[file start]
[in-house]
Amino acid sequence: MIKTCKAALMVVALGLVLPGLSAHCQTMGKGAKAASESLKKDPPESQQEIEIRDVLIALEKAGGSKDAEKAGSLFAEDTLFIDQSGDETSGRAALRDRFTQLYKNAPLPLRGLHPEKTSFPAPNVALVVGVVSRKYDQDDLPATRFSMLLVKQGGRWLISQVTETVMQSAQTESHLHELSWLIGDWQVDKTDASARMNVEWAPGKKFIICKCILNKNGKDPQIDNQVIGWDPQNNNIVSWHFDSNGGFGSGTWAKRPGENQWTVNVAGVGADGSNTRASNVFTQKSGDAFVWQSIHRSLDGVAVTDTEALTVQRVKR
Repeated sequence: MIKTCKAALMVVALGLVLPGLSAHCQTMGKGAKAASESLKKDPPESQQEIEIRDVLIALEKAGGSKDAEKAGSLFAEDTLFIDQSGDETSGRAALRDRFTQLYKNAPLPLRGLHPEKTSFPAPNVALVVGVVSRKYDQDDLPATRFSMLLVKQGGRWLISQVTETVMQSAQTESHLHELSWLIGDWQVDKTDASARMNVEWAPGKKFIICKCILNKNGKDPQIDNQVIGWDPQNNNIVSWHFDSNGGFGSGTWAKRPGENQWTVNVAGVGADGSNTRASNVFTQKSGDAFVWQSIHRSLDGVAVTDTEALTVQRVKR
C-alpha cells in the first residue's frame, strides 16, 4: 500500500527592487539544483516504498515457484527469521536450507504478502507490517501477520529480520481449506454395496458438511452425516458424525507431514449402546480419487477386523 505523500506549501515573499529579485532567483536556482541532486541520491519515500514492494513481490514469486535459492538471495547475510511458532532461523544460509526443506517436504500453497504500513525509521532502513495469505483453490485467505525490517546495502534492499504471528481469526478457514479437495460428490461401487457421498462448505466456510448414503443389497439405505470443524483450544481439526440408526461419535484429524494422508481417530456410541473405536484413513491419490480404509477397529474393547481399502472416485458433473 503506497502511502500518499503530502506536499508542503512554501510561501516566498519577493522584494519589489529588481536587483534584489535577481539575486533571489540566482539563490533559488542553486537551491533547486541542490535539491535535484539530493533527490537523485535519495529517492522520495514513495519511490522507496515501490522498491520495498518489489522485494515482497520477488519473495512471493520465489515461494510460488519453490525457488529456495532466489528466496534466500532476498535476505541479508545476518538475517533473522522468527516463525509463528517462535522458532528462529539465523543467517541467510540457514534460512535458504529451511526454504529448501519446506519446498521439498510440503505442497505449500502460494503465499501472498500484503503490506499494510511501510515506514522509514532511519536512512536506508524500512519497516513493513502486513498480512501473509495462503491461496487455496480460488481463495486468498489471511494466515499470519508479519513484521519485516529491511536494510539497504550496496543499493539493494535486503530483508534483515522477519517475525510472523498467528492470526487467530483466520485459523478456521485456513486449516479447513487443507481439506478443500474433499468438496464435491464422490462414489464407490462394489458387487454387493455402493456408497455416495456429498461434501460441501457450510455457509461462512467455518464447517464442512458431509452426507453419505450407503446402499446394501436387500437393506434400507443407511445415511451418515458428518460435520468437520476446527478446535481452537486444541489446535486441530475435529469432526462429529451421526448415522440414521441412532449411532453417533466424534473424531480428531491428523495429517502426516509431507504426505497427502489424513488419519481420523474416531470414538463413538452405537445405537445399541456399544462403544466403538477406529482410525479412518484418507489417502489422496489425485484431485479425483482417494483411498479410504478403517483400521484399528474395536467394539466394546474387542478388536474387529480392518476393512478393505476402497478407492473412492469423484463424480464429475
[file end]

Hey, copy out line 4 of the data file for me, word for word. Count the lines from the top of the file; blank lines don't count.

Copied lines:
C-alpha cells in the first residue's frame, strides 16, 4: 500500500527592487539544483516504498515457484527469521536450507504478502507490517501477520529480520481449506454395496458438511452425516458424525507431514449402546480419487477386523 505523500506549501515573499529579485532567483536556482541532486541520491519515500514492494513481490514469486535459492538471495547475510511458532532461523544460509526443506517436504500453497504500513525509521532502513495469505483453490485467505525490517546495502534492499504471528481469526478457514479437495460428490461401487457421498462448505466456510448414503443389497439405505470443524483450544481439526440408526461419535484429524494422508481417530456410541473405536484413513491419490480404509477397529474393547481399502472416485458433473 503506497502511502500518499503530502506536499508542503512554501510561501516566498519577493522584494519589489529588481536587483534584489535577481539575486533571489540566482539563490533559488542553486537551491533547486541542490535539491535535484539530493533527490537523485535519495529517492522520495514513495519511490522507496515501490522498491520495498518489489522485494515482497520477488519473495512471493520465489515461494510460488519453490525457488529456495532466489528466496534466500532476498535476505541479508545476518538475517533473522522468527516463525509463528517462535522458532528462529539465523543467517541467510540457514534460512535458504529451511526454504529448501519446506519446498521439498510440503505442497505449500502460494503465499501472498500484503503490506499494510511501510515506514522509514532511519536512512536506508524500512519497516513493513502486513498480512501473509495462503491461496487455496480460488481463495486468498489471511494466515499470519508479519513484521519485516529491511536494510539497504550496496543499493539493494535486503530483508534483515522477519517475525510472523498467528492470526487467530483466520485459523478456521485456513486449516479447513487443507481439506478443500474433499468438496464435491464422490462414489464407490462394489458387487454387493455402493456408497455416495456429498461434501460441501457450510455457509461462512467455518464447517464442512458431509452426507453419505450407503446402499446394501436387500437393506434400507443407511445415511451418515458428518460435520468437520476446527478446535481452537486444541489446535486441530475435529469432526462429529451421526448415522440414521441412532449411532453417533466424534473424531480428531491428523495429517502426516509431507504426505497427502489424513488419519481420523474416531470414538463413538452405537445405537445399541456399544462403544466403538477406529482410525479412518484418507489417502489422496489425485484431485479425483482417494483411498479410504478403517483400521484399528474395536467394539466394546474387542478388536474387529480392518476393512478393505476402497478407492473412492469423484463424480464429475